Improper Fetal Monitoring and Birth Injury: Here’s What You Need to Know

During child labor, it is absolutely critical that the practicing physician monitors the unborn baby’s heart rate, as appropriate monitoring is the only way to measure the baby’s relative health. If the heart rate is too high (tachycardia), too low (bradycardia) or there are any other signs of fetal distress that are not promptly addressed, in turn causing a birth injury, legal action may be needed.

Because some of us are doctors who became top cerebral palsy attorneys, we know more about improper fetal monitoring than the average lawyers. We were once there in labor and delivery rooms, following fetal monitor tracings, ensuring both the mother and baby were safe and well.

Unfortunately, sometimes the performing medical professionals misinterpret the fetal monitoring strips, thus resulting in a birth injury to the baby. For any family that is expecting a baby now or is planning to start a family in the future, be prepared and read below on what you need to know about improper fetal monitoring that causes birth injuries.

Understanding Fetal Heart Rate

To understand the health status of your unborn baby, doctors and nurses follow the baby’s heart rate. And depending on the baby’s gestational age, their heart rate can vary. Today, we are going to focus on fetal heart rate during labor.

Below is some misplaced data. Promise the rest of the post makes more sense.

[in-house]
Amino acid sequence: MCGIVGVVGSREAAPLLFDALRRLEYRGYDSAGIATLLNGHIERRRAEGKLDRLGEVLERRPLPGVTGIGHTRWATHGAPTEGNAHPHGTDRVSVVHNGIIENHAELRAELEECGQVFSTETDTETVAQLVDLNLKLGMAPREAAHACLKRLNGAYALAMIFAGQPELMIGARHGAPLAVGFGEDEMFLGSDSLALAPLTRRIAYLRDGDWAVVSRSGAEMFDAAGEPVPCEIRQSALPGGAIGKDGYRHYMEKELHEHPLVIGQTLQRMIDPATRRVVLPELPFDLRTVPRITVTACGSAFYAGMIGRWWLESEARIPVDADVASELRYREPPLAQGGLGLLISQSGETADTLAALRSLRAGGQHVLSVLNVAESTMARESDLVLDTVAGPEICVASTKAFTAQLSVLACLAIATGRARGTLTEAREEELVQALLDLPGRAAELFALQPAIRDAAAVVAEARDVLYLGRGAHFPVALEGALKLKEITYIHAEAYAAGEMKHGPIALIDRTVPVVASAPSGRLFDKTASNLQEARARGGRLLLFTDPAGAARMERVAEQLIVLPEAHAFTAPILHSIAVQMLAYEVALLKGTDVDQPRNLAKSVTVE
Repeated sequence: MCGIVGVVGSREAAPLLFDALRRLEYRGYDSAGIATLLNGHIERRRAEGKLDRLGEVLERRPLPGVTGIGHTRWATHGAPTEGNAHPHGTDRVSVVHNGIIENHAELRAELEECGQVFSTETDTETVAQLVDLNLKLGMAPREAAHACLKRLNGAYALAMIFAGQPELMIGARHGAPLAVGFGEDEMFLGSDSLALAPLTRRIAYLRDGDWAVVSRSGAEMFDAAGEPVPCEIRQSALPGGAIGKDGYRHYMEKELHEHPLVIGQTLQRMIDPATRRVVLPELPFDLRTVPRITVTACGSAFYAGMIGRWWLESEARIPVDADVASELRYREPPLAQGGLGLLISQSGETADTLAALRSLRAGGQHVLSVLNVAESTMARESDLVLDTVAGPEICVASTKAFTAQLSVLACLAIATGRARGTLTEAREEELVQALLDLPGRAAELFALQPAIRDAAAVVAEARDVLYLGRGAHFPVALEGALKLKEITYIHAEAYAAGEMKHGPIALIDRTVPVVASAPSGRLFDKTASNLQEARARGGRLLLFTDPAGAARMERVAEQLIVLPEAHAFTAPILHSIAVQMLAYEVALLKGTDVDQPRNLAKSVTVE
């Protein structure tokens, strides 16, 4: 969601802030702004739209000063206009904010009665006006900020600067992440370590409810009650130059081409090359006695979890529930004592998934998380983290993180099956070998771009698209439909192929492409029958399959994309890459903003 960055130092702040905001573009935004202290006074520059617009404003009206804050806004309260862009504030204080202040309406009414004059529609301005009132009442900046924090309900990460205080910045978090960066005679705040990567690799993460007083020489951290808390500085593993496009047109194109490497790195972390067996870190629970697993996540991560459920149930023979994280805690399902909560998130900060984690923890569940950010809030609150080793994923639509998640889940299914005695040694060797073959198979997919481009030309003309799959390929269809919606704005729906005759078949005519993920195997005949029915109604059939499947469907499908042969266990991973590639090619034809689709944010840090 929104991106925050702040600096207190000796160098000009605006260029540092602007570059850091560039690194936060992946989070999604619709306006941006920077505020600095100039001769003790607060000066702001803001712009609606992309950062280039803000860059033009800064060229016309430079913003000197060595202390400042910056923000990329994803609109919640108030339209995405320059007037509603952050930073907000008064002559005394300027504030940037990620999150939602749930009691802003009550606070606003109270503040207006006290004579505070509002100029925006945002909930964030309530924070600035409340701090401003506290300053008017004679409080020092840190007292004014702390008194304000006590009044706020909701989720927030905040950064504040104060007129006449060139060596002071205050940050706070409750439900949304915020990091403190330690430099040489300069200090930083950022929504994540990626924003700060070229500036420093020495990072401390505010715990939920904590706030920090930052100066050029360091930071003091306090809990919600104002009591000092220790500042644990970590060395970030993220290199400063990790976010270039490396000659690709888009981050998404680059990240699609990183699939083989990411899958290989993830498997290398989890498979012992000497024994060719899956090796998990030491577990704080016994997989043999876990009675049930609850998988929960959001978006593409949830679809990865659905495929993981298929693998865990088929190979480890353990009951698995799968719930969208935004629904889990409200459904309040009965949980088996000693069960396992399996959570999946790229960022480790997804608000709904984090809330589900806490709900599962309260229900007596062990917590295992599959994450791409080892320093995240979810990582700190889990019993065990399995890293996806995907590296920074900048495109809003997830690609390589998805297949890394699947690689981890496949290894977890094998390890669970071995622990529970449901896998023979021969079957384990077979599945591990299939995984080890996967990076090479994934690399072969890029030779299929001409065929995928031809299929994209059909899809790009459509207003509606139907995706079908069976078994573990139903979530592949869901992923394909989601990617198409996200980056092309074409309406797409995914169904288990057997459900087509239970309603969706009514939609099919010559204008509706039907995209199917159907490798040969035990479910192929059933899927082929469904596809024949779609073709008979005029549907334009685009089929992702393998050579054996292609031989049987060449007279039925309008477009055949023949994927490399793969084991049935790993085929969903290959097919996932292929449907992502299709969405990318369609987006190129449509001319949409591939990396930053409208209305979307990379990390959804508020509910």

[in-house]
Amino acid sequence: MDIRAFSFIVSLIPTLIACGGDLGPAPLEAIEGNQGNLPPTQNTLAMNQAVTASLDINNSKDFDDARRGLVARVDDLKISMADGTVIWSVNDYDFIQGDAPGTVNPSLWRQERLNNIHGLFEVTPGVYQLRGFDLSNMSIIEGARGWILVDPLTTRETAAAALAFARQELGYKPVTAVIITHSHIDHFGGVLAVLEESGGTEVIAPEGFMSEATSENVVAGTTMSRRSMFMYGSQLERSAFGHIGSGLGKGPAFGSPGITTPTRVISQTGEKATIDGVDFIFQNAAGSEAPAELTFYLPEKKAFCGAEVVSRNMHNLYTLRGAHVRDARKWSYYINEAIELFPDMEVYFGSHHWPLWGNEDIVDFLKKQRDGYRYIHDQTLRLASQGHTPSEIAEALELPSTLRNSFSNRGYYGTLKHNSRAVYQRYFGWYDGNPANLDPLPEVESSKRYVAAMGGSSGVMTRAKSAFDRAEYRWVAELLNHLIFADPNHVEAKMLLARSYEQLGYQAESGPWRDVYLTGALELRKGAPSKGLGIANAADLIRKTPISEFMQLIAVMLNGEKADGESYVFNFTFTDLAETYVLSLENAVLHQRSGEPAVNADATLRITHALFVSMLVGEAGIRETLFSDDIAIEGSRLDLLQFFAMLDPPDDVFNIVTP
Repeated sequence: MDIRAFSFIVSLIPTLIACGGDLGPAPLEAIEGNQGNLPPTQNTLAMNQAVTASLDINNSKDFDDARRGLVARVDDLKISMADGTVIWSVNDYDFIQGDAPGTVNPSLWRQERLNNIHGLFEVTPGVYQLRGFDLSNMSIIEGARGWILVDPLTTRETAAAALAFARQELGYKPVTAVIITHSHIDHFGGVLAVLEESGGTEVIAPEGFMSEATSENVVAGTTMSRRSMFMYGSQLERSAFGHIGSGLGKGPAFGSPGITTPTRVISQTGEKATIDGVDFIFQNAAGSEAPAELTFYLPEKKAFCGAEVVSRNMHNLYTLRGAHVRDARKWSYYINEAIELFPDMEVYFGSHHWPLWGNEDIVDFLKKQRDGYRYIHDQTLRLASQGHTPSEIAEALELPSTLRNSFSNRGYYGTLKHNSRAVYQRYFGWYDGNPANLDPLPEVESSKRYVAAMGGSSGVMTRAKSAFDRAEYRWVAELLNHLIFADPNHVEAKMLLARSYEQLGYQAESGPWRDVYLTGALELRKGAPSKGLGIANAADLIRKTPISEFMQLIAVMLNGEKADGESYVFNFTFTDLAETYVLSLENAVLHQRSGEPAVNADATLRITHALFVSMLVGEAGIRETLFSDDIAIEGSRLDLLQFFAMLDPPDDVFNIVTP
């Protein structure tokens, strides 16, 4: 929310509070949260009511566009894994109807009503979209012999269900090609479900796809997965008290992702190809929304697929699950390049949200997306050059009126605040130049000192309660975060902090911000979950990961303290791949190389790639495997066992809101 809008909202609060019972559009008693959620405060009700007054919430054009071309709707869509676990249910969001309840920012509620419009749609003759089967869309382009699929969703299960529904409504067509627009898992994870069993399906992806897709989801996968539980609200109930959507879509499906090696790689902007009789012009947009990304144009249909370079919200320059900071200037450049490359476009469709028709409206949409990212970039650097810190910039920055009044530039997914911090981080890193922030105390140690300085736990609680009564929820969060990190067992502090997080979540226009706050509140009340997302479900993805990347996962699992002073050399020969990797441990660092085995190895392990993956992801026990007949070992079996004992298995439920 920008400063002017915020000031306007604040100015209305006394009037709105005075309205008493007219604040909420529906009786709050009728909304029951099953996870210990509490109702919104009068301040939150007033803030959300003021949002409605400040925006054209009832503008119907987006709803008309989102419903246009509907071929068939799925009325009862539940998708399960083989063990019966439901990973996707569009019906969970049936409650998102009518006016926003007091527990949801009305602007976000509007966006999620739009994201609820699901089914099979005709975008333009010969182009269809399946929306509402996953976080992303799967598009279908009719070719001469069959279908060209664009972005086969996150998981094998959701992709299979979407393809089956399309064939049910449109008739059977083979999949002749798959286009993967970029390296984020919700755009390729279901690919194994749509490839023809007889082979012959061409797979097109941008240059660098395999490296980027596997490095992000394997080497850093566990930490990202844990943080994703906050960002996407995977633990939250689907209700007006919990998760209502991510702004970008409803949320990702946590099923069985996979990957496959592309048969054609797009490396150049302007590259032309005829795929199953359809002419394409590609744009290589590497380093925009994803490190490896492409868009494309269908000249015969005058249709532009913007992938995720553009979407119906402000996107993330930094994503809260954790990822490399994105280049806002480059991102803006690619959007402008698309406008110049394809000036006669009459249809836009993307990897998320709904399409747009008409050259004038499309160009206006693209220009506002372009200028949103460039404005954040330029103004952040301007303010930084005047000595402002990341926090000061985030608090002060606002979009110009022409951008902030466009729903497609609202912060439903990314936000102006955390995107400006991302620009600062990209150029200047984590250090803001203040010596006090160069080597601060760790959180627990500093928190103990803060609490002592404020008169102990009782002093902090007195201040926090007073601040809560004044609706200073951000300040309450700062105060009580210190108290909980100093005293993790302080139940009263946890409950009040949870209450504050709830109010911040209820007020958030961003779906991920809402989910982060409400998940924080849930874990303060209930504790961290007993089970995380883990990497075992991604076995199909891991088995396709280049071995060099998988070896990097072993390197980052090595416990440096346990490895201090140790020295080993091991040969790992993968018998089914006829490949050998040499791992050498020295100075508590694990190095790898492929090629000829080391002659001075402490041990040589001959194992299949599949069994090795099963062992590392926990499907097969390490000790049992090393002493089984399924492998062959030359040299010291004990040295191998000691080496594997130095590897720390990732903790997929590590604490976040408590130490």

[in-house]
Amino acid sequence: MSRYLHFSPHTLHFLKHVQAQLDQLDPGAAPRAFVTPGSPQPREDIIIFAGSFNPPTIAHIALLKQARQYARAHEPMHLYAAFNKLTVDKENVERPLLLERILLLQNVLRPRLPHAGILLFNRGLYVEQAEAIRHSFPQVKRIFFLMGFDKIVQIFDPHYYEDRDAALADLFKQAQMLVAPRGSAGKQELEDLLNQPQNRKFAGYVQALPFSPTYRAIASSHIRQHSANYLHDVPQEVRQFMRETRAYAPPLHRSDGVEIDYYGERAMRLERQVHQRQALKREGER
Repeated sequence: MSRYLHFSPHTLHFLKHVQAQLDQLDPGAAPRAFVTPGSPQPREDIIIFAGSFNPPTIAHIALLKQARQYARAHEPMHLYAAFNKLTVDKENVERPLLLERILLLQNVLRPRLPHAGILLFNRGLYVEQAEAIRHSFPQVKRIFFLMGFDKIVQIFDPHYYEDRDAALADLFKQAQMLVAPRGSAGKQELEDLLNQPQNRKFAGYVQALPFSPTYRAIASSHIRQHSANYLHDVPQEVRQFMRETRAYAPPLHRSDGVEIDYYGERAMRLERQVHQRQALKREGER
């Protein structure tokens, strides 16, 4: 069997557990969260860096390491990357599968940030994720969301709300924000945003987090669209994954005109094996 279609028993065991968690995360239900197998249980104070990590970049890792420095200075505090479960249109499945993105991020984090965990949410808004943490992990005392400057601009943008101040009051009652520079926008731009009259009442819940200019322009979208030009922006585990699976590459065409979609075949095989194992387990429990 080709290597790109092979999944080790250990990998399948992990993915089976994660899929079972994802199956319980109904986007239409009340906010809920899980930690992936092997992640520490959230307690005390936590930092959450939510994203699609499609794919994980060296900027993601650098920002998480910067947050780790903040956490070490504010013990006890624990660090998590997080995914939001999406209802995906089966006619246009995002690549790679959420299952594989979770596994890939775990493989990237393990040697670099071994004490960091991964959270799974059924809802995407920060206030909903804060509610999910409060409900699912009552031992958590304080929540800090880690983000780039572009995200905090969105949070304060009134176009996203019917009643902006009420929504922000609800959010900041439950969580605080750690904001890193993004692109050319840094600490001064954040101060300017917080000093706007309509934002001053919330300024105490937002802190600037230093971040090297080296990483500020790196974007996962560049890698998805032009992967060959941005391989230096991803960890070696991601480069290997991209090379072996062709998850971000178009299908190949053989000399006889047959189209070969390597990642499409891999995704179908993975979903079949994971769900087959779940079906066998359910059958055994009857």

Normal (baseline): Approximately 120 – 160 beats per minute. A normal heart rate is not a cause for concern, although constant monitoring is still needed to ensure this doesn’t change.

High: Anything that is 160 beats per minute and above. If the baby’s heart rate is high, this could mean that the baby is working harder than it needs to pump blood and oxygen to the rest of its body. If the heart rate continues to stay raised, this is a definite sign of distress and needs intervention immediately.

Low: Under 100 – 110 beats per minute. Low heart rates are usually due to a lack of oxygen or another underlying health issue. An emergency C-section is almost always a good idea if the baby’s heart rate continues to decline.

Varying: If the baby’s heart rate fluctuates between high, low, and its baseline, this indicates a healthy cardiac and circulatory system. Fetal heart rate tracings that show a jagged line (the heart rate moving up and down) means the baby is tolerating labor well.

What Influences Fetal Heart Rate

There are a number of factors that can influence an unborn baby’s heart rate and a few interventions that can be performed to normalize it.

Some fetal heart rate influences include:

  • The presence of absence of uterine tachysystole.
  • Any underlying condition the could compromise oxygen flow (preeclampsia, infection, gestational diabetes, etc.)
  • Labor Conditions
    • Rapid fetal descent
    • Uterine rupture
    • Umbilical cord prolapse

If any of the above situations occur (depending on the baby’s heart rate) your doctor can perform the following interventions:

  • Change the mother’s positioning from side to side.
  • Give the mother oxygen.
  • Give the mother IV fluids.
  • Digital/vibroacoustic scalp stimulation.

The fastest and often best way to handle any and all heart rate abnormalities and fetal distress is an emergency C-section. If you or a loved one did not receive the appropriate care and fetal monitoring during labor causing a birth injury, contact one of our experienced cerebral palsy attorneys today.

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